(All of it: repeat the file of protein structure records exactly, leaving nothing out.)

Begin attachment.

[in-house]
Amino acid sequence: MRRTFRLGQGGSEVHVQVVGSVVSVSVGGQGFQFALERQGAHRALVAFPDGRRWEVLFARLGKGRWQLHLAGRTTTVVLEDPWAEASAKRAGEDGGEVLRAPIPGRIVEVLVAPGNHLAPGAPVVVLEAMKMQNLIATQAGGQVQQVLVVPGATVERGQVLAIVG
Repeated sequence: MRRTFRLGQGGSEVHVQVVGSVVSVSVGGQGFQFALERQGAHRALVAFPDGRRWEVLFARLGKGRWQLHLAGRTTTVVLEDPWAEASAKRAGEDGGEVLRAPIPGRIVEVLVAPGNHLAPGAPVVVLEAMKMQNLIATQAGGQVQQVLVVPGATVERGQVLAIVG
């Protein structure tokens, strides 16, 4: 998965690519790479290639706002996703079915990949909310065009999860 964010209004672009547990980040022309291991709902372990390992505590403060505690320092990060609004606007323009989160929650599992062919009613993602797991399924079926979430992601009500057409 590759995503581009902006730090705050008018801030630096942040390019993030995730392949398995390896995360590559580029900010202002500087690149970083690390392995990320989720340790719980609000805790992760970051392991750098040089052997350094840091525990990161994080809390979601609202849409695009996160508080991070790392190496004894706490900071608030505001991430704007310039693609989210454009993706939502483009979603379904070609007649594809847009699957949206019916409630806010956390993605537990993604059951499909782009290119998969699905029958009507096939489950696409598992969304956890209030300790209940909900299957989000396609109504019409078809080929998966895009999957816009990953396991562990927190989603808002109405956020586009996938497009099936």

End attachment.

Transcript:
[in-house]
Amino acid sequence: MRRTFRLGQGGSEVHVQVVGSVVSVSVGGQGFQFALERQGAHRALVAFPDGRRWEVLFARLGKGRWQLHLAGRTTTVVLEDPWAEASAKRAGEDGGEVLRAPIPGRIVEVLVAPGNHLAPGAPVVVLEAMKMQNLIATQAGGQVQQVLVVPGATVERGQVLAIVG
Repeated sequence: MRRTFRLGQGGSEVHVQVVGSVVSVSVGGQGFQFALERQGAHRALVAFPDGRRWEVLFARLGKGRWQLHLAGRTTTVVLEDPWAEASAKRAGEDGGEVLRAPIPGRIVEVLVAPGNHLAPGAPVVVLEAMKMQNLIATQAGGQVQQVLVVPGATVERGQVLAIVG
């Protein structure tokens, strides 16, 4: 998965690519790479290639706002996703079915990949909310065009999860 964010209004672009547990980040022309291991709902372990390992505590403060505690320092990060609004606007323009989160929650599992062919009613993602797991399924079926979430992601009500057409 590759995503581009902006730090705050008018801030630096942040390019993030995730392949398995390896995360590559580029900010202002500087690149970083690390392995990320989720340790719980609000805790992760970051392991750098040089052997350094840091525990990161994080809390979601609202849409695009996160508080991070790392190496004894706490900071608030505001991430704007310039693609989210454009993706939502483009979603379904070609007649594809847009699957949206019916409630806010956390993605537990993604059951499909782009290119998969699905029958009507096939489950696409598992969304956890209030300790209940909900299957989000396609109504019409078809080929998966895009999957816009990953396991562990927190989603808002109405956020586009996938497009099936």